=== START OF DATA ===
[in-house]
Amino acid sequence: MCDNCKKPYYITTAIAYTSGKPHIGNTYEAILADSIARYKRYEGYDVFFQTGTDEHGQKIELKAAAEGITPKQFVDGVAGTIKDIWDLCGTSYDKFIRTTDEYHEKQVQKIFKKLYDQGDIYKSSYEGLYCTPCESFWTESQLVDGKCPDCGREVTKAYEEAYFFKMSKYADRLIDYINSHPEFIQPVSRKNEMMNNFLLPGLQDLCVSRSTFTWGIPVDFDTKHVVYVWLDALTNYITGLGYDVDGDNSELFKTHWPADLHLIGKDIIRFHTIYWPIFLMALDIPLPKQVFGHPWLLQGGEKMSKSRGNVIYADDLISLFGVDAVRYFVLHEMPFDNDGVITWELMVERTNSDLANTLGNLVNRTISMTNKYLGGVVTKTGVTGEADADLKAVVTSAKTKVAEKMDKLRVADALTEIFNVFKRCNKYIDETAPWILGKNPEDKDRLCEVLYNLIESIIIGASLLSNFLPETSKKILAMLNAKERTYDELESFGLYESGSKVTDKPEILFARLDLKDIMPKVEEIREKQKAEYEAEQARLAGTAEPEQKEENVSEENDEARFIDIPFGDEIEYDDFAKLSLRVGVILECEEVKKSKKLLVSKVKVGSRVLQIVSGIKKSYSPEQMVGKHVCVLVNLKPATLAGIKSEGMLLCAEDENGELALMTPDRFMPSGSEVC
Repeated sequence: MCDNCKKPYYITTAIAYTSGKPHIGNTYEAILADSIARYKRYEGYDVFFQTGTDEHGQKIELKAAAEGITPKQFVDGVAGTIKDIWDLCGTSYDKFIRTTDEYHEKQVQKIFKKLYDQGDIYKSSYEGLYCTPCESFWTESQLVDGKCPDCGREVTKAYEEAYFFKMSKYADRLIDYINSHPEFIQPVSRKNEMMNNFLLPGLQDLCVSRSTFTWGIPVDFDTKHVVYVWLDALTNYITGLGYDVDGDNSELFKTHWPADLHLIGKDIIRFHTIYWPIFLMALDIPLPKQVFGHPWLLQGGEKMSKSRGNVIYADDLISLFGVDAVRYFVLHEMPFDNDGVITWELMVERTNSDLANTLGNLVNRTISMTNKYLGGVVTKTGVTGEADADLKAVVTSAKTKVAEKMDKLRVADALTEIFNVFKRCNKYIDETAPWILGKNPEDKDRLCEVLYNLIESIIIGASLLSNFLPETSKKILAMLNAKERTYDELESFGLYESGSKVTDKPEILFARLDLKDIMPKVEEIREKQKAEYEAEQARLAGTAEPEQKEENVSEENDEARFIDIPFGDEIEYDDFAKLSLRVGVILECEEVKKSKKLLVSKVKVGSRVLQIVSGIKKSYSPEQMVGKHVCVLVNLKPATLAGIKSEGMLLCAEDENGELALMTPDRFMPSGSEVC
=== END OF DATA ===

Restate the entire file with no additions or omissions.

[in-house]
Amino acid sequence: MCDNCKKPYYITTAIAYTSGKPHIGNTYEAILADSIARYKRYEGYDVFFQTGTDEHGQKIELKAAAEGITPKQFVDGVAGTIKDIWDLCGTSYDKFIRTTDEYHEKQVQKIFKKLYDQGDIYKSSYEGLYCTPCESFWTESQLVDGKCPDCGREVTKAYEEAYFFKMSKYADRLIDYINSHPEFIQPVSRKNEMMNNFLLPGLQDLCVSRSTFTWGIPVDFDTKHVVYVWLDALTNYITGLGYDVDGDNSELFKTHWPADLHLIGKDIIRFHTIYWPIFLMALDIPLPKQVFGHPWLLQGGEKMSKSRGNVIYADDLISLFGVDAVRYFVLHEMPFDNDGVITWELMVERTNSDLANTLGNLVNRTISMTNKYLGGVVTKTGVTGEADADLKAVVTSAKTKVAEKMDKLRVADALTEIFNVFKRCNKYIDETAPWILGKNPEDKDRLCEVLYNLIESIIIGASLLSNFLPETSKKILAMLNAKERTYDELESFGLYESGSKVTDKPEILFARLDLKDIMPKVEEIREKQKAEYEAEQARLAGTAEPEQKEENVSEENDEARFIDIPFGDEIEYDDFAKLSLRVGVILECEEVKKSKKLLVSKVKVGSRVLQIVSGIKKSYSPEQMVGKHVCVLVNLKPATLAGIKSEGMLLCAEDENGELALMTPDRFMPSGSEVC
Repeated sequence: MCDNCKKPYYITTAIAYTSGKPHIGNTYEAILADSIARYKRYEGYDVFFQTGTDEHGQKIELKAAAEGITPKQFVDGVAGTIKDIWDLCGTSYDKFIRTTDEYHEKQVQKIFKKLYDQGDIYKSSYEGLYCTPCESFWTESQLVDGKCPDCGREVTKAYEEAYFFKMSKYADRLIDYINSHPEFIQPVSRKNEMMNNFLLPGLQDLCVSRSTFTWGIPVDFDTKHVVYVWLDALTNYITGLGYDVDGDNSELFKTHWPADLHLIGKDIIRFHTIYWPIFLMALDIPLPKQVFGHPWLLQGGEKMSKSRGNVIYADDLISLFGVDAVRYFVLHEMPFDNDGVITWELMVERTNSDLANTLGNLVNRTISMTNKYLGGVVTKTGVTGEADADLKAVVTSAKTKVAEKMDKLRVADALTEIFNVFKRCNKYIDETAPWILGKNPEDKDRLCEVLYNLIESIIIGASLLSNFLPETSKKILAMLNAKERTYDELESFGLYESGSKVTDKPEILFARLDLKDIMPKVEEIREKQKAEYEAEQARLAGTAEPEQKEENVSEENDEARFIDIPFGDEIEYDDFAKLSLRVGVILECEEVKKSKKLLVSKVKVGSRVLQIVSGIKKSYSPEQMVGKHVCVLVNLKPATLAGIKSEGMLLCAEDENGELALMTPDRFMPSGSEVC